Amsterdam Has a Museum for Microbes

Micropia is devoted to the world of the unseen

David Scharf/Corbis

They’re everywhere — microscopic organisms that even make up a majority of the human body. Now, The Atlantic’s Ed Yong reports on an Amsterdam museum that celebrates the humble microbe: Micropia, a place he calls “a shrine to the super-small.”

Micropia’s tagline is “discover the invisible life,” and Yong writes that the usually unseeable is on full display at the museum, which is the world’s first dedicated to microbes. Yong reports that over 10 million Euros were invested in the Amsterdam facility, which features a huge tree of life that highlights the role of microscopic creatures, lets people play around with human-sized avatars that illustrate how many microbes are part of the average Joe, and even shows people how many microbes they exchange when they kiss.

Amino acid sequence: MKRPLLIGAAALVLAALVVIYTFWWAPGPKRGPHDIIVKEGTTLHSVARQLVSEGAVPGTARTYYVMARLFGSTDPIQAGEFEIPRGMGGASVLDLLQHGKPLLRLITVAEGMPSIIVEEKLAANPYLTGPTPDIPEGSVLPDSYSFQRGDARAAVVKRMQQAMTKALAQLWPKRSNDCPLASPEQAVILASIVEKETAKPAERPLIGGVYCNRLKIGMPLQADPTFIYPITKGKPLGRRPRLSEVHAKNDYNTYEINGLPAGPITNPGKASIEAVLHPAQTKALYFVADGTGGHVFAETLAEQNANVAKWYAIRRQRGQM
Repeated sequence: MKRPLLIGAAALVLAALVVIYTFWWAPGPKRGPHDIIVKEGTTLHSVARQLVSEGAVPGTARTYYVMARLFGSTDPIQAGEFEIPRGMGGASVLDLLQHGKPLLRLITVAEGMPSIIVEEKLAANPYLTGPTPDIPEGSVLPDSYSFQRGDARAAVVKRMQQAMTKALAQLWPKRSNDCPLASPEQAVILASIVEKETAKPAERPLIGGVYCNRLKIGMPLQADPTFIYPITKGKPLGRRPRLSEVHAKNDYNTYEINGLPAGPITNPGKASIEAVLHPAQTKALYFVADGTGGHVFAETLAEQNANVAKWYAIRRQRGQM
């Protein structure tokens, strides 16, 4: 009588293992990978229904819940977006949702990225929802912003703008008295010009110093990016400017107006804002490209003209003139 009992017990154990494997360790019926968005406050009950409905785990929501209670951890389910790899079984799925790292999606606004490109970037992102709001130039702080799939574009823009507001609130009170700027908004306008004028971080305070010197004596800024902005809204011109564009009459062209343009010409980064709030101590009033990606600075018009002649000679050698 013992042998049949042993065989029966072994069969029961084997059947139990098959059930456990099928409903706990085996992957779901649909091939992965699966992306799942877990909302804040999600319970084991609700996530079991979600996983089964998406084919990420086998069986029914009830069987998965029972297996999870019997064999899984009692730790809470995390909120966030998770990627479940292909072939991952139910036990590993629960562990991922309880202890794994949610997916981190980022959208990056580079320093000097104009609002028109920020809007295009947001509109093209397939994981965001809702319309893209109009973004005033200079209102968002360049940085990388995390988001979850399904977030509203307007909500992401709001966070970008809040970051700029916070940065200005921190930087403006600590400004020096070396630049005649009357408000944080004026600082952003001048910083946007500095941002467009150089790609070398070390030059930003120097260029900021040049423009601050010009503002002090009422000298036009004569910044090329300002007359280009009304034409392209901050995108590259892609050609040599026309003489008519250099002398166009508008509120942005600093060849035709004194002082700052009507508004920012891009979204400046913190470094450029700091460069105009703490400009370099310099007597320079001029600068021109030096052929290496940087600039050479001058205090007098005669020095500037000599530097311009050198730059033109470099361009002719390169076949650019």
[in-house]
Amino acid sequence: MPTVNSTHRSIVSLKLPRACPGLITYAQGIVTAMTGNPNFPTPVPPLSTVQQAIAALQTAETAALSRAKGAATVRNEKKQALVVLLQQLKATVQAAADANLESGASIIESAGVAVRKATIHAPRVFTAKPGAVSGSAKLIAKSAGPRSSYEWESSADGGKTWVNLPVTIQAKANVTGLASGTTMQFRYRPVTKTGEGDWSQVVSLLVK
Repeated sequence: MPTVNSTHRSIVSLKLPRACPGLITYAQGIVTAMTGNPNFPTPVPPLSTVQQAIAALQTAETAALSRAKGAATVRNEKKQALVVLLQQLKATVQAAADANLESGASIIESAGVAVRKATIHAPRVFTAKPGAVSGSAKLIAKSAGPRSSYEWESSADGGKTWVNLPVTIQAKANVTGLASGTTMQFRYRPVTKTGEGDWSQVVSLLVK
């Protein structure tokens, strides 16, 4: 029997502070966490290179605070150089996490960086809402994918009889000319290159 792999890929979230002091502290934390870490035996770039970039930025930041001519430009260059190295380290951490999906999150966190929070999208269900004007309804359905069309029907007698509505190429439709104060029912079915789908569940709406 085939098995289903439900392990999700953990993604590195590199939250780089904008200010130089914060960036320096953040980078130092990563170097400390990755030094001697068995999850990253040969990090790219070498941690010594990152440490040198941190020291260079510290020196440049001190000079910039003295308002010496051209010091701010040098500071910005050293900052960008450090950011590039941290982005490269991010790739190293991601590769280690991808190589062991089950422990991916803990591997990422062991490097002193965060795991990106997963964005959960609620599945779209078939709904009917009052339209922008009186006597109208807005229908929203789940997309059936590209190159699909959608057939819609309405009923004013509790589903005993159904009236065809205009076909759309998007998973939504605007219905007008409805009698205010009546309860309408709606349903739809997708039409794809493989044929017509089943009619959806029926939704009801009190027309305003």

Atlas Obscura points out that the “zoo of tiny things” is more than just a place for display: In fact, Micropia is home to an on-site microbiology lab. Rather than docents, the museum features real-life lab techs, says AO, on hand to add context and answer questions. 

Or perhaps you’d prefer to spend your traveling time on the world’s largest organisms instead? In that case, head to Queensland, Australia. The reefHQ Great Barrier Reef Aquarium isn’t just the largest living coral reef aquarium of its kind: It’s also devoted to Earth’s biggest living organism, a 1,600 mile-long reef that’s home to hundreds of thousands of other animals too. 

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